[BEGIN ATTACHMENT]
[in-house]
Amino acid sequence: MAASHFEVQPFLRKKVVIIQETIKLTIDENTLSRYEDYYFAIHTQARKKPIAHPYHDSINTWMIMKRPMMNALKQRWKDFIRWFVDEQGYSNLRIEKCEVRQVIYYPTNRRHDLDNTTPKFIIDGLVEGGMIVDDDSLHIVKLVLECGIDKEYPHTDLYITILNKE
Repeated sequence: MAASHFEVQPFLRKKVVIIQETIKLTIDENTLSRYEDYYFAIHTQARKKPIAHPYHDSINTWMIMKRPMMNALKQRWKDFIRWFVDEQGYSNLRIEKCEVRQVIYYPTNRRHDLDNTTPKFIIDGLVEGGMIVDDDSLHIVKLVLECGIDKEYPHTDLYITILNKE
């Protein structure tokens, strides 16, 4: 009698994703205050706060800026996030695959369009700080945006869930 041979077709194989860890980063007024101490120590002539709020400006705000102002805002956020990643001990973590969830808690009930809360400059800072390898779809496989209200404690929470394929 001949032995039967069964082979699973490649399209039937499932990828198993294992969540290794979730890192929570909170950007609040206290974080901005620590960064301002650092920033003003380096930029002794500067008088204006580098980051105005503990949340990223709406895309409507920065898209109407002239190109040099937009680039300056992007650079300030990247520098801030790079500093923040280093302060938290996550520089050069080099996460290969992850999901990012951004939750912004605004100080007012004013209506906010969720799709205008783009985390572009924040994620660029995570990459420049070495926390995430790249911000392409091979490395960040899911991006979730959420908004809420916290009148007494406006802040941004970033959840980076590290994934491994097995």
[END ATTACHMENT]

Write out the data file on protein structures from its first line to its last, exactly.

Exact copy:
[in-house]
Amino acid sequence: MAASHFEVQPFLRKKVVIIQETIKLTIDENTLSRYEDYYFAIHTQARKKPIAHPYHDSINTWMIMKRPMMNALKQRWKDFIRWFVDEQGYSNLRIEKCEVRQVIYYPTNRRHDLDNTTPKFIIDGLVEGGMIVDDDSLHIVKLVLECGIDKEYPHTDLYITILNKE
Repeated sequence: MAASHFEVQPFLRKKVVIIQETIKLTIDENTLSRYEDYYFAIHTQARKKPIAHPYHDSINTWMIMKRPMMNALKQRWKDFIRWFVDEQGYSNLRIEKCEVRQVIYYPTNRRHDLDNTTPKFIIDGLVEGGMIVDDDSLHIVKLVLECGIDKEYPHTDLYITILNKE
């Protein structure tokens, strides 16, 4: 009698994703205050706060800026996030695959369009700080945006869930 041979077709194989860890980063007024101490120590002539709020400006705000102002805002956020990643001990973590969830808690009930809360400059800072390898779809496989209200404690929470394929 001949032995039967069964082979699973490649399209039937499932990828198993294992969540290794979730890192929570909170950007609040206290974080901005620590960064301002650092920033003003380096930029002794500067008088204006580098980051105005503990949340990223709406895309409507920065898209109407002239190109040099937009680039300056992007650079300030990247520098801030790079500093923040280093302060938290996550520089050069080099996460290969992850999901990012951004939750912004605004100080007012004013209506906010969720799709205008783009985390572009924040994620660029995570990459420049070495926390995430790249911000392409091979490395960040899911991006979730959420908004809420916290009148007494406006802040941004970033959840980076590290994934491994097995």